Parcels for the prisoners of the First World War

Portsmouth ladies packing parcels for prisoners of war
Portsmouth ladies packing parcels for prisoners of war
The telegram received by William Halls mother  still upsetting to read 78 years on.

NOSTALGIA WITH BOB HIND: Curse of the telegram: Dear Mrs Hall – your son is dead

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Although one reads much about prisoners of war during the Second World War, there is not a lot to be said for those of the First World War it seems.

Many soldiers were taken prisoner during the first months of the conflict, but where they were placed and how they were fed for the next four years is relatively unknown.

During the month of October 1914, Mrs C House of Privett, Gosport began sending packages to these men in a very humble way.

A Mrs Townsend of Portsmouth also began sending parcels in early 1915.

A Portsmouth Prisoners of War Fund was started as a charity and a flag day in August 1916 raised more than £1,000.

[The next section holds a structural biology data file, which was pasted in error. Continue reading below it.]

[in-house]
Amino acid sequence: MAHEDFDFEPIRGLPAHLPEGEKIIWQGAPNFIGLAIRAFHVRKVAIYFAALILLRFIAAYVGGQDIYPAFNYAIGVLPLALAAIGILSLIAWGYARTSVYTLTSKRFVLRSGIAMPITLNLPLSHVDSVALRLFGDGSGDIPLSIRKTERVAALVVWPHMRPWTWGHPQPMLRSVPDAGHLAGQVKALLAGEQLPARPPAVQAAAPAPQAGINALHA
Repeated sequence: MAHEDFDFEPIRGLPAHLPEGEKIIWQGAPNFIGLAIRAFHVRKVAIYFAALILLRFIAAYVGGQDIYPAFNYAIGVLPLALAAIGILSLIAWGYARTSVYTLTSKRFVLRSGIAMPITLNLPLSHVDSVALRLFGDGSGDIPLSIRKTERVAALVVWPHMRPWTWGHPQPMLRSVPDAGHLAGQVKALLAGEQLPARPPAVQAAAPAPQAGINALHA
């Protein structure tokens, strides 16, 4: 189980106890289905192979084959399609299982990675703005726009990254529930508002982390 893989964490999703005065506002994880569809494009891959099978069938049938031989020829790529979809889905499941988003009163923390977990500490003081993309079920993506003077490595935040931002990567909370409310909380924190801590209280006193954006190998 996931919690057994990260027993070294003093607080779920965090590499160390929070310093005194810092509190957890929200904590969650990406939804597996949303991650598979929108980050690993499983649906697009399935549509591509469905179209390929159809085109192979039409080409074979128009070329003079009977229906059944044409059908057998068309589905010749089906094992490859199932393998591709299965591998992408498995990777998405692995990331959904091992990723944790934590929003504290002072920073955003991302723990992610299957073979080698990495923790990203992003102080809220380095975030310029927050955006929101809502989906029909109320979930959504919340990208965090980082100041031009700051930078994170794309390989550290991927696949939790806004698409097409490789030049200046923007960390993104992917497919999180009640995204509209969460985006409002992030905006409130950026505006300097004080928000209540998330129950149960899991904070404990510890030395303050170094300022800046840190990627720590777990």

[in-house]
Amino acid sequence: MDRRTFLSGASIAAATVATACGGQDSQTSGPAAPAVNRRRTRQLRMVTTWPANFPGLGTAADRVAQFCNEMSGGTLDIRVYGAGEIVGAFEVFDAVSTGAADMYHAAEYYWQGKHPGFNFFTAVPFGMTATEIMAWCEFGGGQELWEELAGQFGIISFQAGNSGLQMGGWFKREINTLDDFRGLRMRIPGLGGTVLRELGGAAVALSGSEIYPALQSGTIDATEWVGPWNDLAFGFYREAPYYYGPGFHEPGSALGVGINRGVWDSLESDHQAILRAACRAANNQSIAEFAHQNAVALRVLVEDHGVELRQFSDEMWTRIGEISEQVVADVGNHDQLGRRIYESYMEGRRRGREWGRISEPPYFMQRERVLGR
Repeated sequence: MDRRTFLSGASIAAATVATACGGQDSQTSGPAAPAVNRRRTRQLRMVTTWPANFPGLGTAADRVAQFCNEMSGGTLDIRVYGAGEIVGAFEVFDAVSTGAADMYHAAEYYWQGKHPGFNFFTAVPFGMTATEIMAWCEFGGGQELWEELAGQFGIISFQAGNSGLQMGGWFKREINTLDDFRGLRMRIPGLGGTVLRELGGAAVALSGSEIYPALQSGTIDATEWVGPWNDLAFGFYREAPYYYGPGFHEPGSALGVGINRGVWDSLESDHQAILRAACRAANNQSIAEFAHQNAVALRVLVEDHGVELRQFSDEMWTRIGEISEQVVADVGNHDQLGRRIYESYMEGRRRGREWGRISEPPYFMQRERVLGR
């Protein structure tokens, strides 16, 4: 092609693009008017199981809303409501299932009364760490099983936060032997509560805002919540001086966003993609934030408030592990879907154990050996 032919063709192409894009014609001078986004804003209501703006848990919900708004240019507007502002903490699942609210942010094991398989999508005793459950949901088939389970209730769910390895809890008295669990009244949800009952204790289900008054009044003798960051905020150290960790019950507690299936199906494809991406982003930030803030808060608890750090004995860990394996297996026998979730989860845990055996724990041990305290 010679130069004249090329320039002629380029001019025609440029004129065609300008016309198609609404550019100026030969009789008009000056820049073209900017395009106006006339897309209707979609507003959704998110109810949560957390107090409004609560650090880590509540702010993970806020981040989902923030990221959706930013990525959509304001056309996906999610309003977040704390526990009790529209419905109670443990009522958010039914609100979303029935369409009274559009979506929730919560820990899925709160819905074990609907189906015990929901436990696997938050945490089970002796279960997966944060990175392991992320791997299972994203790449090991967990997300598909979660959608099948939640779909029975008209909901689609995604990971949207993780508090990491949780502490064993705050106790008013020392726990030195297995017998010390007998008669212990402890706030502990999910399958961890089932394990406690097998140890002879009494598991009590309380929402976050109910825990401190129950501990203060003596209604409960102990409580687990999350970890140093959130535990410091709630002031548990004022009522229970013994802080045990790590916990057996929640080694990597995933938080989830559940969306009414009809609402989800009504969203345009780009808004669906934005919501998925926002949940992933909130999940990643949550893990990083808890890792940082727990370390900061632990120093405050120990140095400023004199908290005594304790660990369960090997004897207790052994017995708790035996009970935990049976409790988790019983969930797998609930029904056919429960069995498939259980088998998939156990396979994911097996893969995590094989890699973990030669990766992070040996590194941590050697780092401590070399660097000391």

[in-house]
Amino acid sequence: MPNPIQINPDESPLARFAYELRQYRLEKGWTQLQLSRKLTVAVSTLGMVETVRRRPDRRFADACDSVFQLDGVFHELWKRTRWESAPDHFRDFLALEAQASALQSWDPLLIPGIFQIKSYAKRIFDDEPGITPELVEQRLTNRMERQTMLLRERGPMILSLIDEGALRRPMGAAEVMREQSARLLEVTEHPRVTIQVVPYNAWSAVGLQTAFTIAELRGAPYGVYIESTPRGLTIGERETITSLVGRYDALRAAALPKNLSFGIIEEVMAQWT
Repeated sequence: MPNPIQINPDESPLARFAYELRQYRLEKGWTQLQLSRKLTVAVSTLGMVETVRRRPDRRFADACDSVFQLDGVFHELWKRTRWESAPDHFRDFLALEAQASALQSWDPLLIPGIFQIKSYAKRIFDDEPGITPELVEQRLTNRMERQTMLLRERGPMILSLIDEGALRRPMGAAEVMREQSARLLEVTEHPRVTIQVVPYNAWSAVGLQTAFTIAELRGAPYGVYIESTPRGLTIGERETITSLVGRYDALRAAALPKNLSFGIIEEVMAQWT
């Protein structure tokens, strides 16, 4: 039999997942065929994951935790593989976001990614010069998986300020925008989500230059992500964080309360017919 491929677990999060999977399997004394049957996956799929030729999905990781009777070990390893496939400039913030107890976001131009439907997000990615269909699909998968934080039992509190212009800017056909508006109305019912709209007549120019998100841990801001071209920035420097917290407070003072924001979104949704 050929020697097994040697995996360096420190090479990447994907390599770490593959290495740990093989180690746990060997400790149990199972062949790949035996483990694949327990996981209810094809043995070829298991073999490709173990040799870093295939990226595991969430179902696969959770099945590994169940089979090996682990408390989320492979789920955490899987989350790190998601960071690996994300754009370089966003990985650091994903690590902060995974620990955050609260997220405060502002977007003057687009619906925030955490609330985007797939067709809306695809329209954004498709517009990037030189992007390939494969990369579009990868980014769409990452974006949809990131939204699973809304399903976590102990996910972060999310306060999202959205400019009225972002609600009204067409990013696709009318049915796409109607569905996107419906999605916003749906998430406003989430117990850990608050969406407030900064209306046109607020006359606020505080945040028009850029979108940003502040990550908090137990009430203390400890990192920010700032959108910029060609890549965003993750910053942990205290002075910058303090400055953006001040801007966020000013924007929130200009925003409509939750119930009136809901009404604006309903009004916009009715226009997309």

By the autumn of 1916 so many parcels were being sent to Germany the Government formed a Central Prisoners of War Committee with elaborate rules and regulations.

In 1916 a parcel cost six shillings (30p) each.

Prices meant a raise by a shilling a time and by the end of the war they cost nine shillings (45p).

From Portsmouth a total of 16,842 parcels were sent, although this does not include parcels sent to 25 men imprisoned in Turkey and Bulgaria.

On return after the war many of the men went to the town hall to thank 
the organising committee for all that 
had been done to assist them in meagre times.